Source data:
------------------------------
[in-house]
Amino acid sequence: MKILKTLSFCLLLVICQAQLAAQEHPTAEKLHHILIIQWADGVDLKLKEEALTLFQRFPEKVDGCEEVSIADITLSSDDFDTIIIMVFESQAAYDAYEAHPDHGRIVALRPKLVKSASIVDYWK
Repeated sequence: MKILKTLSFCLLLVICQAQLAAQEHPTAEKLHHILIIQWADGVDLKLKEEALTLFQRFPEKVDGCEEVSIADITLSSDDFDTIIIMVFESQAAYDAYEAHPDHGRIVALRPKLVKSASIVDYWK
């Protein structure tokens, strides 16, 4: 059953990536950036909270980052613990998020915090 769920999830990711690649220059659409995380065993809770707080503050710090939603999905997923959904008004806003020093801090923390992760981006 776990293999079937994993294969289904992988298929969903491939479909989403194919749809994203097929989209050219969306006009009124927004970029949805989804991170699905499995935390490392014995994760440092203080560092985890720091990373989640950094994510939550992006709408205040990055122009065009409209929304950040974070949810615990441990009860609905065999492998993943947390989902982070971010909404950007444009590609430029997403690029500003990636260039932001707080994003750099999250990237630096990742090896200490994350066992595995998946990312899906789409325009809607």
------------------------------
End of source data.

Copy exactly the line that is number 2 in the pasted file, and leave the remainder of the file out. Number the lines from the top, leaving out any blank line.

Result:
Amino acid sequence: MKILKTLSFCLLLVICQAQLAAQEHPTAEKLHHILIIQWADGVDLKLKEEALTLFQRFPEKVDGCEEVSIADITLSSDDFDTIIIMVFESQAAYDAYEAHPDHGRIVALRPKLVKSASIVDYWK